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The UTK suitcases are packed again for my third go-round at the baseball Winter Meetings. Anaheim doesn’t have the nightlife reputation that New Orleans has, so I expect more action and fewer hurricanes when baseball’s movers and shakers get together. (There’s a Starbucks in the building? Oh, I like this more and more.) The backroom deals move out to the lobby and the talk gets serious when GMs, agents, and the rest of the front offices hit the hotel. Jack McKeon might not be the biggest star this year, but he will have his cigar handy again, I’m sure. For a guy like me that makes his living on sources, it’s the best time of the year. Injuries are always a big topic there, and with the current steroid controversy ongoing, that’s sure to be something of a dark cloud over the proceedings. One fun part of the weekend will be giving the Dick Martin Award to Ken Crenshaw. I’ve had it sitting on my desk for a couple days now and will almost be sorry to see it go.

On to the injuries, etc.:

  • So often the story of a free agent isn’t just his performance, but his ability to get on the field and perform at all. It seems like this off-season has more than its share of these types. After getting past Carlos Beltran, a unique player in just about every way, there are injury questions about almost every significant free agent. There are none with more questions than Magglio Ordonez. His knee injuries have been documented both here and elsewhere. About all we don’t know is how he is. A planned workout by Ordonez in Anaheim has been scrapped because Scott Boras feels he’s close enough to a deal that the workout is unnecessary. Enough people have seen the medical records that some team is likely to try to make a move. This is a deal that could well happen this weekend.

  • One of the moves many are expecting soon is a long-term deal for Johan Santana. The Twins have Brad Radke back and, pending Joe Mauer being able to prove that knee will handle a catcher’s workload, really have all the parts that it takes to win a weak AL Central. Santana’s one of the big successes from the Rule 5 draft (another big part of the Winter Meetings) and still a couple seasons from free agency. Still, Terry Ryan would love to lock up the Cy Young winner at a price even Carl Pohlad will approve. It’s hard to argue against the move, but it’s not without its risks. Santana had elbow surgery last off-season, coming back well, yet the surgery itself now makes his pitching elbow uninsurable. All the risk will be on the Twins once this deal is done.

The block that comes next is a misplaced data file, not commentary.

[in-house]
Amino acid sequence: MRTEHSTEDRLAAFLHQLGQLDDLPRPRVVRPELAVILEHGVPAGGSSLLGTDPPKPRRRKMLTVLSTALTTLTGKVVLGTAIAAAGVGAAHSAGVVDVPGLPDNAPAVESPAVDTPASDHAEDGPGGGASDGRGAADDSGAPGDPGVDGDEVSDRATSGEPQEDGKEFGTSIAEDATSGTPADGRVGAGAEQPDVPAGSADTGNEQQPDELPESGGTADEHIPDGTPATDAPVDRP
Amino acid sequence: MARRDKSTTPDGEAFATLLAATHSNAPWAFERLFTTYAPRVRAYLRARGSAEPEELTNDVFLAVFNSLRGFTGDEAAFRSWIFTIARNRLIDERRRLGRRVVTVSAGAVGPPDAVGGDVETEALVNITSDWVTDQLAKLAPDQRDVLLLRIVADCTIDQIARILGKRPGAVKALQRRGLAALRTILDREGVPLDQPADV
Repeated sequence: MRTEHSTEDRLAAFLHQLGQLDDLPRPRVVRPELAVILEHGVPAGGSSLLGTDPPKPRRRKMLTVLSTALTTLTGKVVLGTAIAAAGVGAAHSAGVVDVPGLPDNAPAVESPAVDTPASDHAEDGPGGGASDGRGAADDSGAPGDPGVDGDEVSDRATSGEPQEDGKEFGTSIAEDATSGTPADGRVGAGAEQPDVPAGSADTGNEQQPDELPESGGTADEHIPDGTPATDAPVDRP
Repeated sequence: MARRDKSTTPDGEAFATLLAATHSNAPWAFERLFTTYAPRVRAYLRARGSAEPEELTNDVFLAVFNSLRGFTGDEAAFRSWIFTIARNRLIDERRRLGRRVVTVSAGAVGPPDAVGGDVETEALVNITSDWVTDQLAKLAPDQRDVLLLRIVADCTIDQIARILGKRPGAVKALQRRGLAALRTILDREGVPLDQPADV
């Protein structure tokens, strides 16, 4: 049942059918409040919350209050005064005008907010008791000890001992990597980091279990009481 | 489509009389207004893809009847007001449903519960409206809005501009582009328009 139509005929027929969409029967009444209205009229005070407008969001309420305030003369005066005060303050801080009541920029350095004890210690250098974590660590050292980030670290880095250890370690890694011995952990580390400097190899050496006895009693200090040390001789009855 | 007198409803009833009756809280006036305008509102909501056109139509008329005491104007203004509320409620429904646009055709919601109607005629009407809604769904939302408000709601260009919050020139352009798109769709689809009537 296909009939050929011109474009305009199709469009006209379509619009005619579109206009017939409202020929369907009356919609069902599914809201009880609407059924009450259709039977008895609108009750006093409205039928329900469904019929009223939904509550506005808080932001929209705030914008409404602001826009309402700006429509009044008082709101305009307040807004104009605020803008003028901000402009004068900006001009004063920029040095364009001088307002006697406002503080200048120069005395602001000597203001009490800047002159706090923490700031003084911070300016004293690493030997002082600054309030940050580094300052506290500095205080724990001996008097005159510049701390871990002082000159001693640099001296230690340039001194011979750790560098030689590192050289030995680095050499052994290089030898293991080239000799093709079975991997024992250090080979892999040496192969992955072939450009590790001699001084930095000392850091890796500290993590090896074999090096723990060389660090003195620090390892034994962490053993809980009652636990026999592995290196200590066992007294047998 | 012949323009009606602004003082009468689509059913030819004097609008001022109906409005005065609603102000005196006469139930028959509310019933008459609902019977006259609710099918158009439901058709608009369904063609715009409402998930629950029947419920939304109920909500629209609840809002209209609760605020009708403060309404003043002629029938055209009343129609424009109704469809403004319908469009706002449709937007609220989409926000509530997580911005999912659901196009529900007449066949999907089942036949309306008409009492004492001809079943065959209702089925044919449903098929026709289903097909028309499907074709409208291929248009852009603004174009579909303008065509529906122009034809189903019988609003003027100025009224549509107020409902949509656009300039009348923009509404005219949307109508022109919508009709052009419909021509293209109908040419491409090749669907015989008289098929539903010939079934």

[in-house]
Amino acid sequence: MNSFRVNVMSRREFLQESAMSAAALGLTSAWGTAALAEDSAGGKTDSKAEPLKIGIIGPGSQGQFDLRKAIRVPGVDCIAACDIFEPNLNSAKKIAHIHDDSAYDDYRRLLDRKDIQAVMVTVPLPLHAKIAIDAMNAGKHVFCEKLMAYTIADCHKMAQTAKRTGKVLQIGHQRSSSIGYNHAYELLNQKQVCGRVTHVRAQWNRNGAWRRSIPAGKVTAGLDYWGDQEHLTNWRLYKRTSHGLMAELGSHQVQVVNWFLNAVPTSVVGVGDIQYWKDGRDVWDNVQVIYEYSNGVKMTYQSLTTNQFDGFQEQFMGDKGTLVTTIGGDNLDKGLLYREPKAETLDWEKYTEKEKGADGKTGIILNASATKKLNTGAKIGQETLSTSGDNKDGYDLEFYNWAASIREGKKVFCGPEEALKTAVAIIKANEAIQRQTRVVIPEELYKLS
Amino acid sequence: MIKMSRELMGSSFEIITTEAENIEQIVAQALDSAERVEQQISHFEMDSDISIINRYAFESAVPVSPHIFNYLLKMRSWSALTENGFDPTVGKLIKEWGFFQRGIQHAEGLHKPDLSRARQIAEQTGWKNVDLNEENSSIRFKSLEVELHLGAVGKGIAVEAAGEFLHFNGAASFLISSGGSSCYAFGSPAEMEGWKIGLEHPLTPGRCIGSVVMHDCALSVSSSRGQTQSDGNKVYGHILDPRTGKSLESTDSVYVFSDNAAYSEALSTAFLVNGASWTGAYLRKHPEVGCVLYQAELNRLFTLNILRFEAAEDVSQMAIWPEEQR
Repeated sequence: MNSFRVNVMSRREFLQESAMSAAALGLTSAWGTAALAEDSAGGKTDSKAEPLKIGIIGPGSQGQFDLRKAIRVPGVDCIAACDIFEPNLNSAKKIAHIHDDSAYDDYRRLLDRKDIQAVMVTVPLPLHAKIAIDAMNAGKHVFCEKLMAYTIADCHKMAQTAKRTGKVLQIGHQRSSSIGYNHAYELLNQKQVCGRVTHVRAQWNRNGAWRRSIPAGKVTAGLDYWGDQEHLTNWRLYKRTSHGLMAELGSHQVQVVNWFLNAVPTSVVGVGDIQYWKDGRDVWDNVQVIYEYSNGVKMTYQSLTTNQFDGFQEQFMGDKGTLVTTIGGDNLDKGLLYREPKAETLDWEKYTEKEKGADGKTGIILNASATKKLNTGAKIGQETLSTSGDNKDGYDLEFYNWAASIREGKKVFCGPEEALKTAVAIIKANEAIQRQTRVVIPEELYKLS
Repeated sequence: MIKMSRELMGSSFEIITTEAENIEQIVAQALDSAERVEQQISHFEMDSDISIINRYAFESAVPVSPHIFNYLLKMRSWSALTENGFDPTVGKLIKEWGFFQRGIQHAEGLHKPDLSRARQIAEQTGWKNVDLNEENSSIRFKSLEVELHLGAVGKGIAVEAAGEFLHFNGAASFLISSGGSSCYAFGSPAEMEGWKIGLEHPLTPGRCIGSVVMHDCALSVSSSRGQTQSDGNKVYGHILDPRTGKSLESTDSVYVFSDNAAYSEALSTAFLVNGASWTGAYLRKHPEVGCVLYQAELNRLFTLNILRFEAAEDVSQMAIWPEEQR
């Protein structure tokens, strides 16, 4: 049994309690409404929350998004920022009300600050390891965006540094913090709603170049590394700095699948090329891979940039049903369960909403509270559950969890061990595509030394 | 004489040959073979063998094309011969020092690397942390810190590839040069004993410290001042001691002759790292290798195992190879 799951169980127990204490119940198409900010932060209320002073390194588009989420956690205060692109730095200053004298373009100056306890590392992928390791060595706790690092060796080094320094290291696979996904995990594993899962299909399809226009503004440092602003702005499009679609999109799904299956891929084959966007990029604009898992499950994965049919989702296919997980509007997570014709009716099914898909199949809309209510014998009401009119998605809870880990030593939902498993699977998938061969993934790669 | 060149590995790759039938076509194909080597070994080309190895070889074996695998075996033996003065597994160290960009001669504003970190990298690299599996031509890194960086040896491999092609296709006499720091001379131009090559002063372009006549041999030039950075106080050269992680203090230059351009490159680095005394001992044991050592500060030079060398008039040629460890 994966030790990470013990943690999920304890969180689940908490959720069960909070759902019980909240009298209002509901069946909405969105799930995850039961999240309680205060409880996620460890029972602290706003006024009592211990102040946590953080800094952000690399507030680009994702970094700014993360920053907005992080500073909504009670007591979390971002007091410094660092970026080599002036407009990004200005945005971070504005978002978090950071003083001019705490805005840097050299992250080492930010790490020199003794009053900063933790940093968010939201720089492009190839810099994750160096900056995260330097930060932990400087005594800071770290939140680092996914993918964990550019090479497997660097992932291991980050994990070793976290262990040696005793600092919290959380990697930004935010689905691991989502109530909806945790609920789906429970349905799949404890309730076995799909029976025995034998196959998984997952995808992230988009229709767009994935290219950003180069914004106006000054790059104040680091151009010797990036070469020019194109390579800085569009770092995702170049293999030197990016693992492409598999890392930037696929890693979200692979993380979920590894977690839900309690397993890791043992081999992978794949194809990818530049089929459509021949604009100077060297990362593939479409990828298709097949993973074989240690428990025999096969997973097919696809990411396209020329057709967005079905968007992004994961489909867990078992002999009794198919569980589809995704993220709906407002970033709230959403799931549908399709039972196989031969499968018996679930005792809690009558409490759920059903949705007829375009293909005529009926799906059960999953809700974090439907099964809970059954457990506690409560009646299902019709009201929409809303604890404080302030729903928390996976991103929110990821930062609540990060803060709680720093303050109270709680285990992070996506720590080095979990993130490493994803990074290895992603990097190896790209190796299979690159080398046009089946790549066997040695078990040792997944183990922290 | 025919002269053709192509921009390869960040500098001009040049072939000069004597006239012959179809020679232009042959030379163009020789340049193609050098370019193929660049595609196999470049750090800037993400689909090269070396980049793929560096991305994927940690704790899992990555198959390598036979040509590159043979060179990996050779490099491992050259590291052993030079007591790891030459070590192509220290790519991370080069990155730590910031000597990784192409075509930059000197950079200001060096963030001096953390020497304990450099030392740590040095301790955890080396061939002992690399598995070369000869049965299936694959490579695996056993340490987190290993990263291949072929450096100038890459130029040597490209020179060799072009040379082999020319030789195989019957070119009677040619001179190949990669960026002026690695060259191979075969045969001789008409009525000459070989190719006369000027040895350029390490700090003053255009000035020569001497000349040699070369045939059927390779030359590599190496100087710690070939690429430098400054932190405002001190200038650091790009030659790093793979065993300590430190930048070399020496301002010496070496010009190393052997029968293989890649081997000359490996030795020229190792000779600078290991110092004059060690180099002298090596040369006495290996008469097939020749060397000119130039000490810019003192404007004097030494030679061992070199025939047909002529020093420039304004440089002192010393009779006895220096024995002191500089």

• Pedro Martinez is what Johan Santana wants to be when he grows up. Pedro’s also looking for a payday, holding court in the Dominican Republic. So far, it’s been more about years than money. The Red Sox won’t give him the extra year that he wants guaranteed. The Mets don’t appear quite as reluctant to go long. Moving to the National League has been said to be something of a holdup, yet it could help Martinez in the long run. He’s done well in interleague play and with his limitations, facing the pitcher could help keep his pitch counts lower.

  • GMs will be playing a game of musical shortstops during the Meetings. Omar Vizquel and Cristian Guzman already have their chairs. Nomar Garciaparra took a one-year deal to prove his wrist and Achilles are healthy, thrusting him onto the list of “What was I thinking turning that deal down?” players that includes Juan Gonzalez and Jody Reed. That leaves Orlando Cabrera and Edgar Renteria as the two top-flight shortstops available, with Boston, Anaheim (who thought they had Garciaparra locked up), the White Sox, and a couple others still looking. Even Detroit and Milwaukee may be in the mix for shortstops: Carlos Guillen will miss part of the season after knee surgery and Milwaukee knows better than to count on J.J. Hardy to stay healthy. Someone’s going to be left with less than expected when the music stops and the season starts.

  • Jermaine Dye still tantalizes people with his size and talent. You’d think he had more than two solid seasons on his stat line for all the teams that are willing to take a risk on his health. Dye’s never really overcome that devastating leg injury despite working as hard at his rehab as any ballplayer I’ve heard about. Dye loves the Bay Area, keeping the Giants in the discussion, though the White Sox seem to have the best chance at him. Texas, Tampa Bay, and Baltimore are also possibilities.

  • Brian Sabean should have his last free agent in hand before hitting the floor in Anaheim, leaving him to concentrate on trades. (He certainly can avoid the draft now.) Steve Finley is rumored to be that last signing, pairing with Marquis Grissom in what could be a very effective CF platoon. This is another move that points to a “win now” plan in San Francisco.

  • Corey Koskie ended his season with a multitude of injuries, yet he remains a decent option for the teams not willing to spend enough to get into the Adrian Beltre tax bracket. Koskie should be healthy and getting off turf might help–unless he ends up in Toronto, another turf field. Koskie could be a signing whose value is determined more by what he can get rather than what he’s worth.